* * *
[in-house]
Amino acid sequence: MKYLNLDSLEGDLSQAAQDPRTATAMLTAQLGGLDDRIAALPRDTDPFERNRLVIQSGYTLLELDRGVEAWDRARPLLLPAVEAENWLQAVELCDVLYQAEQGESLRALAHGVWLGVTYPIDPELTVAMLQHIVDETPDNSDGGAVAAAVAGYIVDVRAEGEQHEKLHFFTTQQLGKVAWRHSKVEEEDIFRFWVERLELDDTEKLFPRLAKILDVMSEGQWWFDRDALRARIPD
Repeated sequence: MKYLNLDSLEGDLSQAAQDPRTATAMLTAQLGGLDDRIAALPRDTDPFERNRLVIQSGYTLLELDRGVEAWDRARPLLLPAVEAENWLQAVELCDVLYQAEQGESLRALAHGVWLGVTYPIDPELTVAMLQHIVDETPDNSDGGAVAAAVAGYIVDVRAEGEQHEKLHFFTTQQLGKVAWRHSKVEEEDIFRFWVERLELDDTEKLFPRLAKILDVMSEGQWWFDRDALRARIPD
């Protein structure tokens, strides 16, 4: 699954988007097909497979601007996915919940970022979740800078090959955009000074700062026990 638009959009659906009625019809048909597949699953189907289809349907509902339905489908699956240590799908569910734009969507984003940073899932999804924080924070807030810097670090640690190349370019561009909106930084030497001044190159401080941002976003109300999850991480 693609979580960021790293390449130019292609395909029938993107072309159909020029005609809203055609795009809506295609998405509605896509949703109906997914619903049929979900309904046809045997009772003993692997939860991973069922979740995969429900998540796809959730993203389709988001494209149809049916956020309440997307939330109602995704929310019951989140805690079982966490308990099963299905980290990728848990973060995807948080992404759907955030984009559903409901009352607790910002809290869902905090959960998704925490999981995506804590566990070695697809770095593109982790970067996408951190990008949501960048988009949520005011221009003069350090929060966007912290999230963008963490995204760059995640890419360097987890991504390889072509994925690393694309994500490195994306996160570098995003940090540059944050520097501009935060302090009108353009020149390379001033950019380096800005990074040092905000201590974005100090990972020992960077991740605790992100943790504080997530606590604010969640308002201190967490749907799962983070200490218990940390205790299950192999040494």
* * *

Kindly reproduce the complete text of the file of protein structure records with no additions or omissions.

[in-house]
Amino acid sequence: MKYLNLDSLEGDLSQAAQDPRTATAMLTAQLGGLDDRIAALPRDTDPFERNRLVIQSGYTLLELDRGVEAWDRARPLLLPAVEAENWLQAVELCDVLYQAEQGESLRALAHGVWLGVTYPIDPELTVAMLQHIVDETPDNSDGGAVAAAVAGYIVDVRAEGEQHEKLHFFTTQQLGKVAWRHSKVEEEDIFRFWVERLELDDTEKLFPRLAKILDVMSEGQWWFDRDALRARIPD
Repeated sequence: MKYLNLDSLEGDLSQAAQDPRTATAMLTAQLGGLDDRIAALPRDTDPFERNRLVIQSGYTLLELDRGVEAWDRARPLLLPAVEAENWLQAVELCDVLYQAEQGESLRALAHGVWLGVTYPIDPELTVAMLQHIVDETPDNSDGGAVAAAVAGYIVDVRAEGEQHEKLHFFTTQQLGKVAWRHSKVEEEDIFRFWVERLELDDTEKLFPRLAKILDVMSEGQWWFDRDALRARIPD
């Protein structure tokens, strides 16, 4: 699954988007097909497979601007996915919940970022979740800078090959955009000074700062026990 638009959009659906009625019809048909597949699953189907289809349907509902339905489908699956240590799908569910734009969507984003940073899932999804924080924070807030810097670090640690190349370019561009909106930084030497001044190159401080941002976003109300999850991480 693609979580960021790293390449130019292609395909029938993107072309159909020029005609809203055609795009809506295609998405509605896509949703109906997914619903049929979900309904046809045997009772003993692997939860991973069922979740995969429900998540796809959730993203389709988001494209149809049916956020309440997307939330109602995704929310019951989140805690079982966490308990099963299905980290990728848990973060995807948080992404759907955030984009559903409901009352607790910002809290869902905090959960998704925490999981995506804590566990070695697809770095593109982790970067996408951190990008949501960048988009949520005011221009003069350090929060966007912290999230963008963490995204760059995640890419360097987890991504390889072509994925690393694309994500490195994306996160570098995003940090540059944050520097501009935060302090009108353009020149390379001033950019380096800005990074040092905000201590974005100090990972020992960077991740605790992100943790504080997530606590604010969640308002201190967490749907799962983070200490218990940390205790299950192999040494």